Now that health care is off the front burner, it’s time to fix Social Security. Social Security’s trustees say the system needs only “modest changes.” In fact, the system is desperately broke.
The proof is buried deep in the trustees’ own 2012 report in a complex table, numbered IV.B6. The system’s actuaries prepare the report’s tables. But what the trustees make of them is up to the trustees. Clearly this year, as in others, the trustees ignored table IV.B6. How else could they have come up with their blase statement that Congress should address Social Security’s finances “in a timely way”?
Table IV.B6 is a long-run balance sheet for Social Security. It shows that the system’s $88.9 trillion in liabilities exceed its $68.4 trillion in assets by $20.5 trillion.
The liabilities are the present value of the system’s projected benefit payments, whereas the assets are the system’s $2.7 trillion trust fund plus $65.7 trillion in projected taxes, also valued in the present.
The $20.5 trillion fiscal gap separating Social Security’s liabilities and assets -- its unfunded liability -- is enormous; it is 1.4 times U.S. gross domestic product and 34 times annual Social Security taxes.
Because $20.5 trillion is equal to 31 percent of the projected taxes, the system is 31 percent underfunded. To pay all promised benefits would require immediately and permanently raising Social Security’s 12.4 percent payroll tax (split evenly between employer and employee) by 31 percent, or 3.9 percentage points.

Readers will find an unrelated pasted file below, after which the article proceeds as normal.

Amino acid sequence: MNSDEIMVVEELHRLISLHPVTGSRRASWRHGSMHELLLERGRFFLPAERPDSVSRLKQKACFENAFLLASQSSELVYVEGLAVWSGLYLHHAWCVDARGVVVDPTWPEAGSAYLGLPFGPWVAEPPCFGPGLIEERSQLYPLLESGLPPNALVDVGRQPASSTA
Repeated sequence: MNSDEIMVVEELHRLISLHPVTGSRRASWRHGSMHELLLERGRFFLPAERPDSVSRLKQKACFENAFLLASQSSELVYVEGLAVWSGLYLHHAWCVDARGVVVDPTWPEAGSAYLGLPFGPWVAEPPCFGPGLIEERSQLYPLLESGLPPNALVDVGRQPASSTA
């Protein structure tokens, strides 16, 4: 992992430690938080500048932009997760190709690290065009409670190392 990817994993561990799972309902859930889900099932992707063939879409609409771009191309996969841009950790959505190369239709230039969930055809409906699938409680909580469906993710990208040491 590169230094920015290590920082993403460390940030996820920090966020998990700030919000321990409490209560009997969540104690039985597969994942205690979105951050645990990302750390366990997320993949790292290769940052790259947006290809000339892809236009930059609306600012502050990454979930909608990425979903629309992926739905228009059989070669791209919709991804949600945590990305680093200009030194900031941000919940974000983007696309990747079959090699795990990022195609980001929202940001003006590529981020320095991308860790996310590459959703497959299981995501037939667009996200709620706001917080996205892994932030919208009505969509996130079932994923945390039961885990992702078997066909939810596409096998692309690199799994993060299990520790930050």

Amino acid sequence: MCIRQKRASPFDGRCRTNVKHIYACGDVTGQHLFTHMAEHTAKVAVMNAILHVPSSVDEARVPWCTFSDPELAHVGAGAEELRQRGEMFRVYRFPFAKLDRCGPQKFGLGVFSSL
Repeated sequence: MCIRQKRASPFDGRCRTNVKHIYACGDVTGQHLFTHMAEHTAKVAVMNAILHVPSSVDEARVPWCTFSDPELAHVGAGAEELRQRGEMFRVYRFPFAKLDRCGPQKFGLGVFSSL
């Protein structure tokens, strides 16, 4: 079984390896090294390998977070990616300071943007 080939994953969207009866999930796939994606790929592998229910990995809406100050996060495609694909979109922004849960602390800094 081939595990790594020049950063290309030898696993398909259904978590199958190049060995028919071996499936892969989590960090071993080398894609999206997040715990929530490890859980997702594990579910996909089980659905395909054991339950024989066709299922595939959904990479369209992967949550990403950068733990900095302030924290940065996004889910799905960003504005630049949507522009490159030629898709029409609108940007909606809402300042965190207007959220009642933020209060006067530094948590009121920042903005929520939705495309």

American workers would be ill-disposed, particularly in an election year, to say goodbye to the current temporary two-percentage-point payroll-tax cut, let alone surrender 3.9 cents more per dollar earned in exchange for no extra benefits.
What about cutting benefits? The $20.5 trillion is 23 percent of the present value of projected benefits. Hence, “saving” Social Security this way requires reducing all benefits immediately and permanently by almost one quarter -- a non-starter for most of the system’s 55 million beneficiaries.
How about increasing the retirement age from 67 to 70 for those now 50 and younger? This means waiting 20 years to start cutting benefits for new retirees by only 20 percent. That’s far too little too late. If we wait 20 years to act, we will need to cut benefits by almost 50 percent to eliminate the system’s funding gap.
So why did the trustees ignore the magnitude of the problem? One answer is that this is an election year and the trustees are political appointees. Another is that the trustees assessed the system’s finances based on a different table, IB.IV5, which reports a much smaller unfunded liability -- only $8.6 trillion.
The $20.5 trillion measure is called the infinite-horizon unfunded liability because it considers all future Social Security benefit commitments and tax receipts. The $8.6 trillion measure is called the 75-year unfunded liability because it considers only the next 75 years.
The trustees may reckon that looking out 75 years is far enough given the enormous uncertainties the future holds. That’s a terrible mistake for three reasons.